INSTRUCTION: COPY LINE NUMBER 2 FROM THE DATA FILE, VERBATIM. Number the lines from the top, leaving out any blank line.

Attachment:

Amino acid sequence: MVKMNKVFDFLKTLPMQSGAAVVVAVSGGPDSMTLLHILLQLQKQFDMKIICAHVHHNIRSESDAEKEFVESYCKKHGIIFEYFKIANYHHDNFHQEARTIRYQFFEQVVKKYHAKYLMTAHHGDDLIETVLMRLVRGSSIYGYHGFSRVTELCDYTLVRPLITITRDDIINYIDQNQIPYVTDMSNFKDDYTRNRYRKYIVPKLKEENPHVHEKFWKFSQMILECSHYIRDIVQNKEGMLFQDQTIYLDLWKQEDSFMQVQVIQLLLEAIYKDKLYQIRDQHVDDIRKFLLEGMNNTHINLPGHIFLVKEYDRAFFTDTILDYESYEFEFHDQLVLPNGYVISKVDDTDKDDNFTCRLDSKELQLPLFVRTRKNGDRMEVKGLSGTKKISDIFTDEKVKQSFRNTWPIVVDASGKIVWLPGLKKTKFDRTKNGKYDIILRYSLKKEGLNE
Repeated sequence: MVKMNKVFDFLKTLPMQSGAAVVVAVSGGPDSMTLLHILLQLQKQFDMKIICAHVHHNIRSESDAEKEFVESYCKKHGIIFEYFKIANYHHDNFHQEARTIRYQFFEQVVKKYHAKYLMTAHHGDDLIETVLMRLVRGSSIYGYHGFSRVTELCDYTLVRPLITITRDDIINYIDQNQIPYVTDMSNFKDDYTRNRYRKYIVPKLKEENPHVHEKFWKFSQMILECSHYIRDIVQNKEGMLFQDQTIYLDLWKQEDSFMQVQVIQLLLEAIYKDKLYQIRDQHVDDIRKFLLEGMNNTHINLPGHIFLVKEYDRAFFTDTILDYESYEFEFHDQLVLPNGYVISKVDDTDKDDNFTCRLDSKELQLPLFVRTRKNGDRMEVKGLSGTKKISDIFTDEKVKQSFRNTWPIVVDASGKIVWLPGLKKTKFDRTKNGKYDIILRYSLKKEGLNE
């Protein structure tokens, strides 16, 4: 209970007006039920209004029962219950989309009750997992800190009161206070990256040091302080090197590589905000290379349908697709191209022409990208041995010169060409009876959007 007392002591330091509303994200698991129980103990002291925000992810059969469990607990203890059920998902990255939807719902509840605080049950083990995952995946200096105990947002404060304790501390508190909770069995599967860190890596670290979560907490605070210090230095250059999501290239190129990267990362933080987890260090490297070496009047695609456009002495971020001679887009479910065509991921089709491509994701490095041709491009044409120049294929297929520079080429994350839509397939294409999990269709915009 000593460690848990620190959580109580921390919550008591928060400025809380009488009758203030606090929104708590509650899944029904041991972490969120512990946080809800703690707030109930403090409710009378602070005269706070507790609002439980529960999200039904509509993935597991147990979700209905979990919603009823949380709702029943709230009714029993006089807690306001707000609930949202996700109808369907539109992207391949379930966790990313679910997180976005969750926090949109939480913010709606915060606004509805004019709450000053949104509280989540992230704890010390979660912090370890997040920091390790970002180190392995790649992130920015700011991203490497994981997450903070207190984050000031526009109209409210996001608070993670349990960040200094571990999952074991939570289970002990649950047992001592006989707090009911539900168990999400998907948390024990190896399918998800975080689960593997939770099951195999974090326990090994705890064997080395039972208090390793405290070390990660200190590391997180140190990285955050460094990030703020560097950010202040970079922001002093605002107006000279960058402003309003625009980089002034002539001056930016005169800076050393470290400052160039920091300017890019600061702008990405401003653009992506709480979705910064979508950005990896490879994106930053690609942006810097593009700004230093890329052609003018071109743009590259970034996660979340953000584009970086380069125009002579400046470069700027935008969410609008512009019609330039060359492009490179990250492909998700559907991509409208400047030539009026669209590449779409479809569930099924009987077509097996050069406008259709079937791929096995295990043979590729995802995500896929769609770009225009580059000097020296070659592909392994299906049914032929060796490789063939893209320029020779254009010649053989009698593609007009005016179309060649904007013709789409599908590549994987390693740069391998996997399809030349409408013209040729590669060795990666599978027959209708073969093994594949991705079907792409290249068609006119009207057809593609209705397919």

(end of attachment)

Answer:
Repeated sequence: MVKMNKVFDFLKTLPMQSGAAVVVAVSGGPDSMTLLHILLQLQKQFDMKIICAHVHHNIRSESDAEKEFVESYCKKHGIIFEYFKIANYHHDNFHQEARTIRYQFFEQVVKKYHAKYLMTAHHGDDLIETVLMRLVRGSSIYGYHGFSRVTELCDYTLVRPLITITRDDIINYIDQNQIPYVTDMSNFKDDYTRNRYRKYIVPKLKEENPHVHEKFWKFSQMILECSHYIRDIVQNKEGMLFQDQTIYLDLWKQEDSFMQVQVIQLLLEAIYKDKLYQIRDQHVDDIRKFLLEGMNNTHINLPGHIFLVKEYDRAFFTDTILDYESYEFEFHDQLVLPNGYVISKVDDTDKDDNFTCRLDSKELQLPLFVRTRKNGDRMEVKGLSGTKKISDIFTDEKVKQSFRNTWPIVVDASGKIVWLPGLKKTKFDRTKNGKYDIILRYSLKKEGLNE